Hello everybody and welcome in to episode #307 of the Bible 2021 podcast. We are reading Psalm 119:129-160 today and our focus is on The Benefits of Loving and Studying The Word of God.   We are a daily 10ish minute podcast, where we will dig in to the truth of the Word of God by reading one Bible chapter a day and discussing it. Welcome to new listeners in   Our goal is to encourage DAILY Bible reading, so you can jump in at any time and join with us. We want to invite as many people as possible to join us in daily Bible reading, so help spread the word and share the podcast! Don’t forget about our web-page, Bible2021.com – contact page, show notes, transcript and more– Click here for our Bible 2021 reading plan\

Psalm 119 is pretty much a love poem or an ode to the Word of God. The Psalmist’s love of and trust in God’s Word just drips out of every section of this Psalm, and I suppose it is quite fitting that the longest chapter in the Bible is focused on the blessings and benefits of God’s Word. Consider these 10 statements on the benefits of God’s Word in just our small little section of the chapter today:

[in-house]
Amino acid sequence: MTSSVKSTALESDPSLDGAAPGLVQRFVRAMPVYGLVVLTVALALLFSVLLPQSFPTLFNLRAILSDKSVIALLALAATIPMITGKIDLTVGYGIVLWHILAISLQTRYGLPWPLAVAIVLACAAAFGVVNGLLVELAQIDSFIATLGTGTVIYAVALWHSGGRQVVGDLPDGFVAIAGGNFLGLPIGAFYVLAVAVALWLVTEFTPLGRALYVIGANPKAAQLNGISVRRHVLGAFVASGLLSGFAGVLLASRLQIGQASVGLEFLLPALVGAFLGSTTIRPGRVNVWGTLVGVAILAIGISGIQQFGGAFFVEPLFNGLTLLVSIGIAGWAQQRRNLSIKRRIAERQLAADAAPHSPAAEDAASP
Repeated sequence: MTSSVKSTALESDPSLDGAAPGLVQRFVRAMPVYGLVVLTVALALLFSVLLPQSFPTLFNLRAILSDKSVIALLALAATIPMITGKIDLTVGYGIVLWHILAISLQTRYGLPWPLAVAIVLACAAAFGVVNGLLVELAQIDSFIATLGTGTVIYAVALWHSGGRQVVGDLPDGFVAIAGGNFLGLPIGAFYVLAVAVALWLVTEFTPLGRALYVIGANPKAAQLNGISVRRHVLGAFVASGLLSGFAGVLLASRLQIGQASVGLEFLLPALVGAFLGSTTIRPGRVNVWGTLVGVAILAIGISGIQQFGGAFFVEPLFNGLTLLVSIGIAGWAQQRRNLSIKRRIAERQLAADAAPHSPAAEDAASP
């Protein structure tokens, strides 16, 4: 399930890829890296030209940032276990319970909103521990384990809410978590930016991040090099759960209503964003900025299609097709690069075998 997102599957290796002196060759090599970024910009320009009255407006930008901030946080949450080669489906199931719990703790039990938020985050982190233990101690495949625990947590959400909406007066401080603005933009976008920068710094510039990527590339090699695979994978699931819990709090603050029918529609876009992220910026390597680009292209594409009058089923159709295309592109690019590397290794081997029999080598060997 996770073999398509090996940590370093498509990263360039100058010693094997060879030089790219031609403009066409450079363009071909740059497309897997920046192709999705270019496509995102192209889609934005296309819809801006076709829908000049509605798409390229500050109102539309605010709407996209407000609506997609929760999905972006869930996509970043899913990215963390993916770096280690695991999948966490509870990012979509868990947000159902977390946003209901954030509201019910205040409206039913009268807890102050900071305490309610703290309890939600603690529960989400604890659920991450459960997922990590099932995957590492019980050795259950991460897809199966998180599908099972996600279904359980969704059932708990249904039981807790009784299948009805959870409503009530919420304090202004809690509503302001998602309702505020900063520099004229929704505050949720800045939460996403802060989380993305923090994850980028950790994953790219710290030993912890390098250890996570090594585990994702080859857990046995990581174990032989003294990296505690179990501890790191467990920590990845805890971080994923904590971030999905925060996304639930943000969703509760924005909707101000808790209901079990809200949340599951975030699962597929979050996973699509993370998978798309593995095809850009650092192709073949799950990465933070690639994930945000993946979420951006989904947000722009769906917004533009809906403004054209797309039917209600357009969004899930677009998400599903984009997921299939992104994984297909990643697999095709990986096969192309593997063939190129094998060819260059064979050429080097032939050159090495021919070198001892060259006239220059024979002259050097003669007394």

1. 129 Your decrees are wondrous;
    therefore I obey them.
  2. 130 The revelation of your words brings light
    and gives understanding to the inexperienced.
  3. 133 Make my steps steady through your promise;
    don’t let any sin dominate me.
  4. 137 You are righteous, Lord,
    and your judgments are just.
  5. 138 The decrees you issue are righteous
    and altogether trustworthy.
  6. 140 Your word is completely pure,
    and your servant loves it.
  7. 143 Trouble and distress have overtaken me,
    but your commands are my delight.
  8. 144 Your decrees are righteous forever.
    Give me understanding, and I will live.
  9. 155 Salvation is far from the wicked
    because they do not study your statutes.
  10. 160 The entirety of your word is truth,
    each of your righteous judgments endures forever.